Rachel - Aliyah

I glanced over to my right at my friend Ari who was sleeping soundly.  I took in a deep breath, a bundle of nerves and excitement. I would not sleep the whole 10 hours of the flight from New York to Tel Aviv. Ari and I were on what was then the largest Aliyah flight from the United States – nearly 370 Olim in total, but unlike many of the Olim on the flight, Ari and I were different.

We were lone immigrants.

What awaited us at the airport still gives me chills to this day. Upon our landing in Tel Aviv, I looked out of the window at the dozen or so photographers and journalists who had gathered to cover our stories.  We exited the airplane and took a shuttle to the older part of the airport with the large “Welcome to Israel” sign where nearly a thousand people had come to welcome all 366 of us to Israel as citizens. There were hundreds of signs, singing, cheering, and what can simply be described as pure joy. It was at that very moment that I truly realized how special Israel is; I wondered to myself – In what other country are there a thousand people at the airport waiting to welcome new immigrants?

I had moved to Israel alone, without a single family member in the country, but I was far from alone.

My journey to Israel began some two years earlier when I began studying for my M.A. at the Hebrew University of Jerusalem. When I first arrived in Israel, I didn’t know a single Israeli, but I knew that this was where my heart was. During my two years as a student at Hebrew U, I met many wonderful fellow students such as Ari who soon would become my close friends and act as a pseudo-family. Despite having such close friends, I still felt the absence of an actual family.

It was half a year into my time at Hebrew U that I decided to participate in the Jewish Agency’s “Babayit Beyachad” program in which I would be paired with an Israeli family that had volunteered to assist and help me during my time in Israel. The coordinator of the program paired me up with what became my “adoptive family” – the Sheffer’s. I now had a place to go to for Shabbat meals and for holiday’s.  I had a warm, loving family to help me with all of my Hebrew homework that I struggled with each and every weekend. The Sheffer’s received nothing in return for their enormous mitzvah, and I am not sure even to this day that they understand what a profound impact they had on my life and journey to becoming an Israeli citizen.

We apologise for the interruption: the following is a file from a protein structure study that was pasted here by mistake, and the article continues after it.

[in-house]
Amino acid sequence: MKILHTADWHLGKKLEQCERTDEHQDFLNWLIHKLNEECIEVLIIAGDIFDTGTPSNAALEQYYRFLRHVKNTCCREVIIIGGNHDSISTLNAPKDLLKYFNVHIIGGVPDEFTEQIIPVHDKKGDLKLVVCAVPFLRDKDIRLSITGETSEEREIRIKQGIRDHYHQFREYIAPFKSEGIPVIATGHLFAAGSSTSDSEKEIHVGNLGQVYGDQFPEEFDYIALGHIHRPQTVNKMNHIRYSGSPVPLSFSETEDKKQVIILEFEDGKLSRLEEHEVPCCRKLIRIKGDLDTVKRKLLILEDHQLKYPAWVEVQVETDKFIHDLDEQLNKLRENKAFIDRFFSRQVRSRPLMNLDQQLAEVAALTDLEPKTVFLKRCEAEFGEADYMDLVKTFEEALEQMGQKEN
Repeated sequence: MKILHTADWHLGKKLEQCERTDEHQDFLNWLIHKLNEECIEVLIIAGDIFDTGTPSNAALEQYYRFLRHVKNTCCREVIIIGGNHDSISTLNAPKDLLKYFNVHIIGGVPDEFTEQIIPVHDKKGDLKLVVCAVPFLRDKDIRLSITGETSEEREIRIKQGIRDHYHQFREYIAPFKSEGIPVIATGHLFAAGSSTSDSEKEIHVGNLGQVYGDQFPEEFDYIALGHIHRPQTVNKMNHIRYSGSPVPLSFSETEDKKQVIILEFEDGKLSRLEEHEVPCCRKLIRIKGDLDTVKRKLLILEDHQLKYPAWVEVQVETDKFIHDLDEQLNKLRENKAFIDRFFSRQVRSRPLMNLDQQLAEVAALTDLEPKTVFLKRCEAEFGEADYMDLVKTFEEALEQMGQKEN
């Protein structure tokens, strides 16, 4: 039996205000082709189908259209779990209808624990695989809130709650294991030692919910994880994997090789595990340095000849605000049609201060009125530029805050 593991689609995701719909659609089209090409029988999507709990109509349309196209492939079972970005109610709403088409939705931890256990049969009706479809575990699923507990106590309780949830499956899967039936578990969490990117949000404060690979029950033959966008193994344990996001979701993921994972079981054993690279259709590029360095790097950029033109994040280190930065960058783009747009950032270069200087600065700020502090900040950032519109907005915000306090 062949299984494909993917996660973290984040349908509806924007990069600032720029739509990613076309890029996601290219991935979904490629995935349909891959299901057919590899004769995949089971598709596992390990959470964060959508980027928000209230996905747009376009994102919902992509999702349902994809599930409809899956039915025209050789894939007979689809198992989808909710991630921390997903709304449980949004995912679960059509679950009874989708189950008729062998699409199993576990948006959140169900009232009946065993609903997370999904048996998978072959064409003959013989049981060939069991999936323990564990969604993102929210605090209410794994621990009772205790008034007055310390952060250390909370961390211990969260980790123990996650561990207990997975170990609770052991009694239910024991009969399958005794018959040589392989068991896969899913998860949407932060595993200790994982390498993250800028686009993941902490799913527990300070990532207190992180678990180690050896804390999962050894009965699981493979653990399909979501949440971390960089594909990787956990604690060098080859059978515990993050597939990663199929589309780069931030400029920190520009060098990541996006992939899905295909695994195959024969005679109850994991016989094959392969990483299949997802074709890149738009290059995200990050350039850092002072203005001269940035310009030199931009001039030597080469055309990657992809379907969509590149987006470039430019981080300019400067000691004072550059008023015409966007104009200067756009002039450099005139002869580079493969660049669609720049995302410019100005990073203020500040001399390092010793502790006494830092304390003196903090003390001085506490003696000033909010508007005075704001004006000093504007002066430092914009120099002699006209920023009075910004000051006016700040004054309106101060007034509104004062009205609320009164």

With my close university friends and the Sheffer’s, I established the foundation that would allow me to make a successful Aliyah. Now 4.5 years after my making Aliyah, I have another “adoptive family” in my boyfriend Moshe’s family. They are loud, funny, and have accepted me as though I am already a part of their family.

In no other country in the world are immigrants valued the way they are in Israel. This was clear to be when I landed at Ben Gurion Airport and even before I made Aliyah during my studies at Hebrew U. Israelis may fight and argue, but at the end of the day, they care about one another. In the six-and-a-half years I have lived in Israel, I have met such wonderful people who welcomed me into their families. All of my family may live on the other side of the world, but so many Israelis and fellow immigrants have helped me to establish other “families”.

In my eyes, to be Israeli is to be a part of one large family. I still miss my family in the States a great deal, but I am looking forward to continuing to build my life and future here in Israel. I have such wonderful families here – my university friends, the Sheffer’s, my boyfriend’s family – that I no longer feel alone. Because Israelis recognize what new immigrants bring to the country, many are more than willing to welcome new and lone immigrants into their homes and lives.

The United States may be my place of birth, but Israel is my home. Here, I am not alone.­­­